Cool New Browsers

A Brilliant Internet Trend

4 min readJan 29, 2022

For a while browsers where a bit of a boring application.

There wasn’t really much variation between them and even further back it was risky using one that wasn’t either Chrome, Firefox or Safari because some websites might not even work properly.

Now there’s a ton of browsers that are pretty un-usual, super usable and offer more than just a bit of a different way to render tabs.

1. Bonsai

Bonsai’s a wicked little browser that works with a hot-key. You can open it whatever you’re doing and it’ll hover over your other work for quick reference.

You can switch it to either side of your view, have it fullscreen and (in a later update) has a nice tagging system for you to save your bookmarks and search for them.

I’m using this browser at the moment every day at work as weirdly a kind of second-browser. It’s super-useful for checking Jira and other ticket-like Kanban boards.

2. Min

Min is a really classy looking minimal browser. It also uses a tagging system for bookmarks like Bonsai, but its main draw is that it has no address bar or anything else to distract you from what you’re looking at.

It uses a system called Tasks which lets you run a group of tabs together which you can switch between all at once, a bit like the concept of sessions in apps like tmux.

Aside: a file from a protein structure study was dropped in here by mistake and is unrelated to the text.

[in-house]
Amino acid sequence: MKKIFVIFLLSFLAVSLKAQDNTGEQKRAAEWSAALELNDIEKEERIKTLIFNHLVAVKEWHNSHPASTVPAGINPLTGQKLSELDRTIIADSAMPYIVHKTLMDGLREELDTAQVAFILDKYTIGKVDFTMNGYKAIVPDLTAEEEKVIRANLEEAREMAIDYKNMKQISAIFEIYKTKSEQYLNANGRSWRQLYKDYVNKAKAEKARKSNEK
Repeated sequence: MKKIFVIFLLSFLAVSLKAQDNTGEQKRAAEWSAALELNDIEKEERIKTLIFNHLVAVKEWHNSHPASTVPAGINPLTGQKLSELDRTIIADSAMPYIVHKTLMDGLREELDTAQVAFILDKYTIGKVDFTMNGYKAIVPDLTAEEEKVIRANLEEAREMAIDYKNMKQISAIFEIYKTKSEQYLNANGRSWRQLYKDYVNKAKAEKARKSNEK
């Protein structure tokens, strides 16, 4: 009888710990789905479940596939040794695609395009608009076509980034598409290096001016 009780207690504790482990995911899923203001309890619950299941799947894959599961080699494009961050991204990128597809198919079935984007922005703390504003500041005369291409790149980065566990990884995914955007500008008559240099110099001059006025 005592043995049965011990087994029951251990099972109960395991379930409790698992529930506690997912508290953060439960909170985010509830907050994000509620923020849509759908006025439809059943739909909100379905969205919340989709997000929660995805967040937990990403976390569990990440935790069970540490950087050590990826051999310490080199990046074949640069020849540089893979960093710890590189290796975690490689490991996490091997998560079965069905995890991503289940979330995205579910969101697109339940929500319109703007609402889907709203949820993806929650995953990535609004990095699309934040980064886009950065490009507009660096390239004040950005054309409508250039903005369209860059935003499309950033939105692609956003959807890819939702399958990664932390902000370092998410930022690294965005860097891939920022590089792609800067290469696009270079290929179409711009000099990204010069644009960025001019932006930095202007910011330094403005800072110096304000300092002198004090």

It also has this nice way of matching it’s toolbar with the current page’s colour scheme.

3. Qutebrowser

This is a supercool browser that works 100% using the keyboard. It has vim-like mappings (huge bonus for me) and also has a really minimal interface. It’s an open source project that’s been running for a few years now and I can’t believe I’ve only just come across it.

It has a really nice system for pressing on screen links without touching your mouse. Just press “f” and every link on screen gets a little overlay telling you what you can press next to choose each link.

If anyone uses Vim you might know this is just like a great plugin called Vim Snipe.

You can even select text by searching for it then pressing “v” to enter select mode and choosing letters just like you would in Vim.

Then you just press “y” to yank (copy) it.

This one’s a huge contender to become my daily driver.

4. Brave

Bit of an obvious one by now I think, although if you’ve not heard of it there’s no shame in it but definitely check it out.

Brave was developed by Brenden Eich (who created Javascript btw). It has a built-in ad-blocker and loads of nice privacy features. It also has it’s own crypto wallet built-in, as well as Tor (…somehow).

Brave is basically Chrome underneath so it works with all the same extensions as Chrome and is pretty reliable for front end development as well.

A huge perk for Brave is, if you install it on your phone it’ll block ads without you having to do anything hacky to it (like install another app to wrap it in or something).

It’s quite recently been given a video conferencing feature, that’s free for up to 4 people. I’ve not tried this yet but that’s pretty amazing.

I’ve been using Brave daily for the past 4 or 5 years, it’s awesome.